At this stage I can imagine that after reading the title you’re either a little perplexed, irate, or so excited that there’s finally a fitness idea which can promise you results with little to no effort. Now, whilst we are bombarded with changing trends and opposing arguments on many areas of health, when it comes to the quality and quantity of sleep, it’s unanimous… Sleep is good, very, very good.
But how can sleep affect all these things while there is no real energy expenditure? Well my friend, it is simple – sleep helps regulate almost every hormonal and metabolic system in your body. And considering the act of sleep itself is the ultimate form of laziness, why not utilise it and be closer to a thoroughbred rather than a rotund shetland pony at Slippery Pete’s neighbourhood circus?
Why is it important? (Beware… mild science stuff ahead)
Assuming nutrient levels in the body are good, sleep is a great time for the liver to get to work! The liver transforms toxins such as environmental pollutants, through a binding process so it gets secreted from our bodies. The easiest time for the liver to do this is when sleeping.
As another detoxification process, researchers have recently found the “glymphatic system” -which is a clearance mechanism for waste products from the brain. The research leads to this pathway being opened in deep sleep. Interesting studies are now looking at conditions such as Alzhiemers and it’s relation to neurotoxins.
Not only does the body undergo many hormonal and metabolic balancing processes whilst asleep (bad hormones can make you fat!) but there is also significant data pointing to fragmented sleep limiting the amount of potential fat oxidisation over the next 24 hour period.
Whether you’re a conservative exerciser or a hardcore training maniac, you are probably aware that part of the “breaking down” process of exercise needs to be complemented with a repair phase. Sleep is by far the best time for this process to happen.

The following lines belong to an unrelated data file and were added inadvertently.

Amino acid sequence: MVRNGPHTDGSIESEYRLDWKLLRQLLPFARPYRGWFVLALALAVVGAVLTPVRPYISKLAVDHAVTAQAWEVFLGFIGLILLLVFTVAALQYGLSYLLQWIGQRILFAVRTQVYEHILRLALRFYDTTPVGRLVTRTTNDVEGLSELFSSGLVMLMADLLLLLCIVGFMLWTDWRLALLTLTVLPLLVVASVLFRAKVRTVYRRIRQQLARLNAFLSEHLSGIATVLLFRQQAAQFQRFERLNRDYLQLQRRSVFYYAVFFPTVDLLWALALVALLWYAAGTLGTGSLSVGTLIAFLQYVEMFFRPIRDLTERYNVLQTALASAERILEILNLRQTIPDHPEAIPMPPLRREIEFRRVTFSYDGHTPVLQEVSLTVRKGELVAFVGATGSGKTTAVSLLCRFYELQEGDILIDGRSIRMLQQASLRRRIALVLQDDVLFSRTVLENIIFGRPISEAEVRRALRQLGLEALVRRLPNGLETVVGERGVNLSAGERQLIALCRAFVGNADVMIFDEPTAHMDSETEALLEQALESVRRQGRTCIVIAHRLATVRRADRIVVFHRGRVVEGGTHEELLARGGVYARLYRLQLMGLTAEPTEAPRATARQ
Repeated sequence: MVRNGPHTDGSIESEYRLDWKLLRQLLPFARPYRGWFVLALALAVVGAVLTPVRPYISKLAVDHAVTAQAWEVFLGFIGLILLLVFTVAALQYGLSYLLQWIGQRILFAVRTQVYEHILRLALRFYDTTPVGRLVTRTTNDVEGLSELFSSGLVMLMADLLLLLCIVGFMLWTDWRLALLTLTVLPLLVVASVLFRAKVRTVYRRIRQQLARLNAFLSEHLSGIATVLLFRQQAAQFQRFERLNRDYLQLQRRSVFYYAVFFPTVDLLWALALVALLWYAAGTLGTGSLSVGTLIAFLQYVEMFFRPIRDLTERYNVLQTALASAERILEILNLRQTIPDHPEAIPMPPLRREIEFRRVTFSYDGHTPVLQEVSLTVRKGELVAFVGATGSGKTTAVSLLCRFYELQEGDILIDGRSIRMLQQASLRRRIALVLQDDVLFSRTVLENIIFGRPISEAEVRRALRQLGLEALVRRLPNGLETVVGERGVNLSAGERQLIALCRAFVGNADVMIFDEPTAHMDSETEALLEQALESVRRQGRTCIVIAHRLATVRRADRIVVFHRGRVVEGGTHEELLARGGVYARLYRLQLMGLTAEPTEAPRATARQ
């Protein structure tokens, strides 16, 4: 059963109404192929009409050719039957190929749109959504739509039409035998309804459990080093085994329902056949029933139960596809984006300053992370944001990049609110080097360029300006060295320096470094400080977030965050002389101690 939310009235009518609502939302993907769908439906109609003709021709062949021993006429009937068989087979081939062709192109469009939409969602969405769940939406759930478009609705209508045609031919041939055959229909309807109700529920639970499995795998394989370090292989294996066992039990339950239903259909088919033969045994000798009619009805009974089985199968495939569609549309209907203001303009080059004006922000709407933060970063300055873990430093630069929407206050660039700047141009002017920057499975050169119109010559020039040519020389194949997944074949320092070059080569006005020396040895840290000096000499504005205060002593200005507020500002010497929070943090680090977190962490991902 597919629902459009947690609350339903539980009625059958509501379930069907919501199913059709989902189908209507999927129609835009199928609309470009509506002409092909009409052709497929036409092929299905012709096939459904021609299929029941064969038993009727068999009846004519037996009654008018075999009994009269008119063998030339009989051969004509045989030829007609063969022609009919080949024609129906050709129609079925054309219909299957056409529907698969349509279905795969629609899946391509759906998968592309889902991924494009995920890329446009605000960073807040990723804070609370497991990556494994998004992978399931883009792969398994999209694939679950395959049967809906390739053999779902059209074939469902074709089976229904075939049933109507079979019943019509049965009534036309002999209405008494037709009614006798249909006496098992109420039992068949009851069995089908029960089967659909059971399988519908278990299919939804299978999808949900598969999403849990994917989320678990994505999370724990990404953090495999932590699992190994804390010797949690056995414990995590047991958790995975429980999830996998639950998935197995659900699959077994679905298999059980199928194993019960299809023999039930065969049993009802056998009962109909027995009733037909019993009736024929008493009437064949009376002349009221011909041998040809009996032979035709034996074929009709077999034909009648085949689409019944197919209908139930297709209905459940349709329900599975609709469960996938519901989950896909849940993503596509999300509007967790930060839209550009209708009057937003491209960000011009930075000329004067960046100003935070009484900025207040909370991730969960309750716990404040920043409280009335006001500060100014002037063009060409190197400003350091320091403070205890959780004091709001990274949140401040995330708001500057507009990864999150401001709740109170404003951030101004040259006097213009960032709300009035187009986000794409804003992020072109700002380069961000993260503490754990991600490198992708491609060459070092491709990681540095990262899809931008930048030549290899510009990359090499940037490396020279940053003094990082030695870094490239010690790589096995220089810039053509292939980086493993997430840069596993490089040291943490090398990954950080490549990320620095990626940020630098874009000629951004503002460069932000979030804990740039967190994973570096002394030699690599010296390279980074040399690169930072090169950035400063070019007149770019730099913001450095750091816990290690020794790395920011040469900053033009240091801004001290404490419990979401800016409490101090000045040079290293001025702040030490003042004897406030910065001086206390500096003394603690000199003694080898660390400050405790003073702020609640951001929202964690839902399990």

How much do I need?
Like everything, there is no golden rule. But what is just as important as quantity, is quality! Aim for a standard 8 hours per night, with renewed attention on how many of those hours you can spend in deep, restorative sleep. You should awake feeling refreshed and ready to take on a new day.
Hot tips for great sleep
Limit stimulants. Red bull may make you the wolf of wall street during the day, but remember we want to be “at one with the universe” when it’s time to sleep. Try not to have any caffeine at least 7-8 hours before bedtime.
Turn your bedroom into your zen-like sleep chamber. Remove televisions, laptops, mobile phones. The ultimate bedroom is one where you simply sleep (well, mainly sleep)! Invest in some black-out curtains and soundproofing and get busy removing everything but the bed.
Create a mental shut-down process that becomes your nightly habit. Perhaps some stretching, slow breathing, and a long shower. We want the bodies’ actions to start telling the brain “hey, calm down, it’s time to log off”. Consciously remove the thoughts and concerns of the day and replace them with some affirmations and gratitude. It’s much easier to sleep when you’re happy!
Play catch-up. When end-of-month rolls around and you’re surviving on coffee and adrenaline, remember you need to make-up for all those nights of poor disruptive sleep. Factor in some big “sleep nights” asap.
How to track sleep?
By far the best way to measure how effective your sleep is, is to see sleep specialists at what are typically called “sleep centres”. Whilst they may be inconvenient and more costly, the quality of data is far superior to cheaper devices. Most private hospitals in Hong Kong will have a dedicated sleep clinic. However, devices can still be a good idea and the quality of technology has definitely improved.
Check out the follow sleep tracking devices for an alternative to the specialists!:
UP band by jawbone, www.jawbone.com
Bettit band, www.beddit.com
Fitbit band, www.fitbit.com
Invest time on improving the quality of sleep – your body will love you for it!